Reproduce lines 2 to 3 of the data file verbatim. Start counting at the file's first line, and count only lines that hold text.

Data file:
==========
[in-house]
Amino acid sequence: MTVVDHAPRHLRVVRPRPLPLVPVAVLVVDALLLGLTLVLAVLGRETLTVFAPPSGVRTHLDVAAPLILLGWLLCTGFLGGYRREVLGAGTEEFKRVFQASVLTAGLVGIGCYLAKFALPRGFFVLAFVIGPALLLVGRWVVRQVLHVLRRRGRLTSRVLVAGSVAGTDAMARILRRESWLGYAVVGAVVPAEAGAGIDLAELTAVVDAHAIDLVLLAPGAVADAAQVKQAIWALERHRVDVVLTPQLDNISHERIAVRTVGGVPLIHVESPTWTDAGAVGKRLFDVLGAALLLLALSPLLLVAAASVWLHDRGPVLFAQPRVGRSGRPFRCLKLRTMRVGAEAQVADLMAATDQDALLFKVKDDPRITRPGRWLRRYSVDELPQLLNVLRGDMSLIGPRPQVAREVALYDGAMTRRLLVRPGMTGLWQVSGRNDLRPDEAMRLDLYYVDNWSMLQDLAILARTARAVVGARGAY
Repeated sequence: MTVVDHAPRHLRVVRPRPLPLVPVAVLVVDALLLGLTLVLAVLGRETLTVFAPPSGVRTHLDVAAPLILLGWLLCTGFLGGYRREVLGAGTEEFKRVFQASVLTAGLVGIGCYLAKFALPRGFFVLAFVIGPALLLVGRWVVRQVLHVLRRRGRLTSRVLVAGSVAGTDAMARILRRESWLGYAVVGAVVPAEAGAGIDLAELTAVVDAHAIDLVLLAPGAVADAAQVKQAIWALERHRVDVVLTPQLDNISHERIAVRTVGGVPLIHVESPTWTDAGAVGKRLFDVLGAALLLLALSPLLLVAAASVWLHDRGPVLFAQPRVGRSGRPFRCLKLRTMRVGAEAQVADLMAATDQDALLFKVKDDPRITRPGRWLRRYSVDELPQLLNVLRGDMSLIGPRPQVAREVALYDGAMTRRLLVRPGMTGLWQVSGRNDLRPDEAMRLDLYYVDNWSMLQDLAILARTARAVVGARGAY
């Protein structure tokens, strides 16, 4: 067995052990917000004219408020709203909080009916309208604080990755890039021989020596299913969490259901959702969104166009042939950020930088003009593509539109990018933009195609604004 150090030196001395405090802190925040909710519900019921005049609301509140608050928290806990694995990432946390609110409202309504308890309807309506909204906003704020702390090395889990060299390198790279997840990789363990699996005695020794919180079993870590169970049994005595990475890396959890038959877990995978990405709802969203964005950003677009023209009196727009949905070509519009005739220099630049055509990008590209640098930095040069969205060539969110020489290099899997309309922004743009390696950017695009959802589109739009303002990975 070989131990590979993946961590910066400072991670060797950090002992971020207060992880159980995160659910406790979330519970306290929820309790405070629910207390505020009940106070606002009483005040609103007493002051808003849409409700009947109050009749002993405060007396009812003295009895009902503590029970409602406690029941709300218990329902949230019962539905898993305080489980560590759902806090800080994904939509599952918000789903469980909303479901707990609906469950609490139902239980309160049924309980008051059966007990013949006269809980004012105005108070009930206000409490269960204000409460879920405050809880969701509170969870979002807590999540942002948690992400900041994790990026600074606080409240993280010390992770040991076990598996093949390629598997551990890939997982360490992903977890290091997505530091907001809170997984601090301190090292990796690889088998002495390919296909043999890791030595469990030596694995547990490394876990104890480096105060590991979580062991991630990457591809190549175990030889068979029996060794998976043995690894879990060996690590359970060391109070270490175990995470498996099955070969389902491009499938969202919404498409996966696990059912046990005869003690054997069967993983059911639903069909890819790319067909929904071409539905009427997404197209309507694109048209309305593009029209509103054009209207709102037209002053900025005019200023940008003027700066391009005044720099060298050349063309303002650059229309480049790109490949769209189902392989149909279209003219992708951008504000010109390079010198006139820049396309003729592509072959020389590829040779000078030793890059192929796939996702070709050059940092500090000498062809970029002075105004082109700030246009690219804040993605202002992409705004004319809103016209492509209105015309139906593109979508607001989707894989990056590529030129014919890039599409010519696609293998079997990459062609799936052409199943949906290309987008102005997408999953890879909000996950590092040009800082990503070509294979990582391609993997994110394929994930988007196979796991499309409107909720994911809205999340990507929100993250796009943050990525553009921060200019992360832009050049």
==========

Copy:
Amino acid sequence: MTVVDHAPRHLRVVRPRPLPLVPVAVLVVDALLLGLTLVLAVLGRETLTVFAPPSGVRTHLDVAAPLILLGWLLCTGFLGGYRREVLGAGTEEFKRVFQASVLTAGLVGIGCYLAKFALPRGFFVLAFVIGPALLLVGRWVVRQVLHVLRRRGRLTSRVLVAGSVAGTDAMARILRRESWLGYAVVGAVVPAEAGAGIDLAELTAVVDAHAIDLVLLAPGAVADAAQVKQAIWALERHRVDVVLTPQLDNISHERIAVRTVGGVPLIHVESPTWTDAGAVGKRLFDVLGAALLLLALSPLLLVAAASVWLHDRGPVLFAQPRVGRSGRPFRCLKLRTMRVGAEAQVADLMAATDQDALLFKVKDDPRITRPGRWLRRYSVDELPQLLNVLRGDMSLIGPRPQVAREVALYDGAMTRRLLVRPGMTGLWQVSGRNDLRPDEAMRLDLYYVDNWSMLQDLAILARTARAVVGARGAY
Repeated sequence: MTVVDHAPRHLRVVRPRPLPLVPVAVLVVDALLLGLTLVLAVLGRETLTVFAPPSGVRTHLDVAAPLILLGWLLCTGFLGGYRREVLGAGTEEFKRVFQASVLTAGLVGIGCYLAKFALPRGFFVLAFVIGPALLLVGRWVVRQVLHVLRRRGRLTSRVLVAGSVAGTDAMARILRRESWLGYAVVGAVVPAEAGAGIDLAELTAVVDAHAIDLVLLAPGAVADAAQVKQAIWALERHRVDVVLTPQLDNISHERIAVRTVGGVPLIHVESPTWTDAGAVGKRLFDVLGAALLLLALSPLLLVAAASVWLHDRGPVLFAQPRVGRSGRPFRCLKLRTMRVGAEAQVADLMAATDQDALLFKVKDDPRITRPGRWLRRYSVDELPQLLNVLRGDMSLIGPRPQVAREVALYDGAMTRRLLVRPGMTGLWQVSGRNDLRPDEAMRLDLYYVDNWSMLQDLAILARTARAVVGARGAY